As I sat down to watch The Affair last night, my husband talked about how he thought there were two kinds of affairs: “The sad kind” – where the people in the affair are sad they’re cheating or hurting someone else, and the kind where “people aren’t sad but they’re assholes”.  

I really thought for a long while about how to disagree with him. I didn’t come up with anything substantial. 

And maybe Noah agrees with me too, because he wants to know whether Alison thinks she’s a good person, and is trying to convince himself that he is, even though he’s day-drinking with the object of his affection on Block Island and winds up in a hotel room that is not in any way cute enough to dissuade the grossness of what they’re doing.

Am I putting my bias out up front? I am, but the show wants me to be. By presenting two perspectives every time, they’re proposing the idea that these people can’t be trusted. That there’s debate to be had over what they’re doing and why, and incredibly, I can’t find justification for the affair. 

As though it matters. But I can split all kinds of hairs here – like that I can understand why grieving Alison would get into this situation but not necessarily with Noah, whom I want to like more every episode and am steadily liking less and less. He’s just so…entitled. He just assumes that everything involved in whether or not he and Alison are doing this is about his struggle.  

When he finally gets her into bed, in his own mind, he’s about as forceful and threatening as if he were offering her half of a grilled cheese. Obviously in Noah’s mind it’s important to think that Alison is the aggressor, that she sees things as simple, and he’s the one who understand the complications of nuance. What I’m struck by, actually, is that each seems like such a cardboard character when told through the other’s eyes.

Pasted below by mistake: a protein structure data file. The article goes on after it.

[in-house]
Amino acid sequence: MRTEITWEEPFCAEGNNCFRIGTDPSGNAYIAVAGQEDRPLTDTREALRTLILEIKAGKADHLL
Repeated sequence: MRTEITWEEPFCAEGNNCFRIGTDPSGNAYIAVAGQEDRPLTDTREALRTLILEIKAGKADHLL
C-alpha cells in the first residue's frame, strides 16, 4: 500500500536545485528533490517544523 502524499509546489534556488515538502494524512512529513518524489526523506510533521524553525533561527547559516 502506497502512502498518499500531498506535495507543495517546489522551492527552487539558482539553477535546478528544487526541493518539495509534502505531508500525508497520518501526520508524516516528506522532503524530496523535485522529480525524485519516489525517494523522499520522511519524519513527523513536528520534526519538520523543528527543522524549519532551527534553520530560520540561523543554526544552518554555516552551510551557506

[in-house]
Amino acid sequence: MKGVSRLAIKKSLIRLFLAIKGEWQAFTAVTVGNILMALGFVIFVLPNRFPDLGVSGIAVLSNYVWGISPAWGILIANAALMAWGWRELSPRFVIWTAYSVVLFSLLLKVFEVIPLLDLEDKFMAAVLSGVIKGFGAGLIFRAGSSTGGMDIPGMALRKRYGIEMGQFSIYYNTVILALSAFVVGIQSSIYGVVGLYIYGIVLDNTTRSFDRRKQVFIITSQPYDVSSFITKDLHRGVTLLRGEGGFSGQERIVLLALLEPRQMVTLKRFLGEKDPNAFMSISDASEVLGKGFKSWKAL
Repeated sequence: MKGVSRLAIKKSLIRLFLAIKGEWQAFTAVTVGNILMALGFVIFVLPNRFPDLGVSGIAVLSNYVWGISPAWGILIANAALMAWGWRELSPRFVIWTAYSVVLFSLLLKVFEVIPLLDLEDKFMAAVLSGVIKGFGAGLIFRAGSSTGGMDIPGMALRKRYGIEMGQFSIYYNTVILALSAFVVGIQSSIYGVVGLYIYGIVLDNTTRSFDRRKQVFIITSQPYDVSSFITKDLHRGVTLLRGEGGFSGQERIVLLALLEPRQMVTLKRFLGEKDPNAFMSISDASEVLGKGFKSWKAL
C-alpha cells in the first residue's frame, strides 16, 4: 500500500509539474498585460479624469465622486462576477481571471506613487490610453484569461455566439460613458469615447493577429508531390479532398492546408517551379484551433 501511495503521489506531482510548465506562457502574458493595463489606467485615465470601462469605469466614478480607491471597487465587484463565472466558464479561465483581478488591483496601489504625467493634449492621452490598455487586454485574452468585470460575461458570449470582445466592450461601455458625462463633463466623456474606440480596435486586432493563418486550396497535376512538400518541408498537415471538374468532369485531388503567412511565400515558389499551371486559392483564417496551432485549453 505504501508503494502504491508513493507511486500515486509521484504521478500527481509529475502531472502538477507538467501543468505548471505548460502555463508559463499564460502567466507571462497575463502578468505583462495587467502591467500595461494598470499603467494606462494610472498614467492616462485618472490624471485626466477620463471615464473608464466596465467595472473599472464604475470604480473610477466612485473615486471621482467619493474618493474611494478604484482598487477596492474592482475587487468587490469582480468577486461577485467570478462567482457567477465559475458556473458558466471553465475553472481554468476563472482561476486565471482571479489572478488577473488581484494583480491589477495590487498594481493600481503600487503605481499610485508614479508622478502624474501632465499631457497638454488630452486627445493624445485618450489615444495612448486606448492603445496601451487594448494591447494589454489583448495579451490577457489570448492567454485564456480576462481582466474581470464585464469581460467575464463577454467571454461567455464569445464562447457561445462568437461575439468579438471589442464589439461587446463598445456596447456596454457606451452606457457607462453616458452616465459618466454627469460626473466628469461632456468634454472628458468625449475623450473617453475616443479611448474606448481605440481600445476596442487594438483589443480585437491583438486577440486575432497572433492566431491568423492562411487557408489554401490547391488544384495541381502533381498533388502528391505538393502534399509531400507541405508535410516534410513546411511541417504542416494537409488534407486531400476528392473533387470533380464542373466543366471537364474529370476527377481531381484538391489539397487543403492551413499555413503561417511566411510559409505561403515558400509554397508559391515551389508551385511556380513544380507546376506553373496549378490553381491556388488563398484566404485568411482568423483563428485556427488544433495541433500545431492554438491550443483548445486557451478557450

What Noah doesn’t have that Alison does, though, is an absolutely palpable sense of panic and discomfort at the police department. Noah is guiding his son Trevor through an essay and seems comfortable answering the questions put to him.   Alison is prickly and nervous and smoking – which is something I don’t think we’ve seen in “current time” - and just so completely guilty-seeming, even though we barely know what crime has been committed.

Allison also is much more resigned to the affair early on. She knows, much more than Noah does, that she’s not a good person, and that even if she were, being a good person doesn’t protect you from anything. So why obsess over it? What’s the point? What are we going to do? 

I credit this to her knowing that she’s in a bad situation and that Noah’s not necessarily worthy of her. That an affair like this, with a summer person, that almost by design has no way to end well, was almost inevitable when you’re Alison and, in her own estimation, not a very good person. It’s not until after she’s done the deed that she tells Noah about her son Gabriel (Ugh. Drowned. Ugh), now that, it’s implied, they’re at the point of no return.  

But she does it because of the chemistry we see – because of the sex we saw. That’s pretty undeniable – it’s hot, it’s entirely compelling. The fact that they don’t seem that drunk on it, or on each other, pretty soon after, well, it’s probably not an accident …

Nothing on this show is an accident. Not the directions of hairstyles or long sequences involving bruised hotel dressers. Everything is on purpose.

For what it’s worth, I prefer the episodes where Alison and Noah have to navigate their affair around their families and lives. Having them away from it all is too easy, and I really love when it’s difficult.